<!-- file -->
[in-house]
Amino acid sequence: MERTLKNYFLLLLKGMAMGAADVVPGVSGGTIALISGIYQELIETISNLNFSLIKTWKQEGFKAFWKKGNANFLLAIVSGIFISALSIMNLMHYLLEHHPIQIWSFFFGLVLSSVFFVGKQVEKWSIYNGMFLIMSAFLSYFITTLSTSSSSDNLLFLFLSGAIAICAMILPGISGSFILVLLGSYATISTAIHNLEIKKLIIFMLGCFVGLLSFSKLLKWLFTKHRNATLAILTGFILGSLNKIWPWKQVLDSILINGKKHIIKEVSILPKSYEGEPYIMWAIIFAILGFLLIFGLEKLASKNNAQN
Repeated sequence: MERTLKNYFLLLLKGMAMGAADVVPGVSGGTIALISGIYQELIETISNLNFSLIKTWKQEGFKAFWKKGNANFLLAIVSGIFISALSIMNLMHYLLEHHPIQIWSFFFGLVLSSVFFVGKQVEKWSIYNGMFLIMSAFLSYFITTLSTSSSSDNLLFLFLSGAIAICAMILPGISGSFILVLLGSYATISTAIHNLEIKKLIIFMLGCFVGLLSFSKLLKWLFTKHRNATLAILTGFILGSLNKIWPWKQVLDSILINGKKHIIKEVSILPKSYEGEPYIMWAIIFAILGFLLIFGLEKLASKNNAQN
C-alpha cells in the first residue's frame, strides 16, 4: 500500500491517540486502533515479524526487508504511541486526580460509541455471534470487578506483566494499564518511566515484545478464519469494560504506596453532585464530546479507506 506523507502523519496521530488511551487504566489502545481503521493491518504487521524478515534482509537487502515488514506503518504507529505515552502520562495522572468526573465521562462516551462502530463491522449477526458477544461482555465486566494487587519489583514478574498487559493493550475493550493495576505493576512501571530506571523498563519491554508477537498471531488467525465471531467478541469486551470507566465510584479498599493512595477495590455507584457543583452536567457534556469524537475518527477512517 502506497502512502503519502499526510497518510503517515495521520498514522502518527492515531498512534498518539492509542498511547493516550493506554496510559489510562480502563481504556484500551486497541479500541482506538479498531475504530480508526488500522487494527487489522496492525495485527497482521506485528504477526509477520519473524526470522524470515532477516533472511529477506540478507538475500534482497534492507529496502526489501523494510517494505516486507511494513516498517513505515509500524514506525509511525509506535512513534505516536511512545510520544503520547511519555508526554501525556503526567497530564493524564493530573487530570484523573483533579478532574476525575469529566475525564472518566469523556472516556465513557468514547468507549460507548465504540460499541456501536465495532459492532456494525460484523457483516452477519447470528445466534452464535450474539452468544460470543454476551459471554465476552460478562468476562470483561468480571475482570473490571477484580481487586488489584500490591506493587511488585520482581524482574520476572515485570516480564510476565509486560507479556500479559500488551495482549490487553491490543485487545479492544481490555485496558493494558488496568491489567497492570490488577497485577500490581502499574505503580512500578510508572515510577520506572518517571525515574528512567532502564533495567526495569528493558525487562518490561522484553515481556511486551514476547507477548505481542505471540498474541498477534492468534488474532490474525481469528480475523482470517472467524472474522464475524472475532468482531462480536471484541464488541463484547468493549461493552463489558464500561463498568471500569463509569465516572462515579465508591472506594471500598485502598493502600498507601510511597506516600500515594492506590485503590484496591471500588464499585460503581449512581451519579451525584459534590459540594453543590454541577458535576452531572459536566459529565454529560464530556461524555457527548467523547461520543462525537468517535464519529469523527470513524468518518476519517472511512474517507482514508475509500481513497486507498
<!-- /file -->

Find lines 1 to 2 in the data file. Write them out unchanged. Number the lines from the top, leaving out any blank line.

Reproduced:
[in-house]
Amino acid sequence: MERTLKNYFLLLLKGMAMGAADVVPGVSGGTIALISGIYQELIETISNLNFSLIKTWKQEGFKAFWKKGNANFLLAIVSGIFISALSIMNLMHYLLEHHPIQIWSFFFGLVLSSVFFVGKQVEKWSIYNGMFLIMSAFLSYFITTLSTSSSSDNLLFLFLSGAIAICAMILPGISGSFILVLLGSYATISTAIHNLEIKKLIIFMLGCFVGLLSFSKLLKWLFTKHRNATLAILTGFILGSLNKIWPWKQVLDSILINGKKHIIKEVSILPKSYEGEPYIMWAIIFAILGFLLIFGLEKLASKNNAQN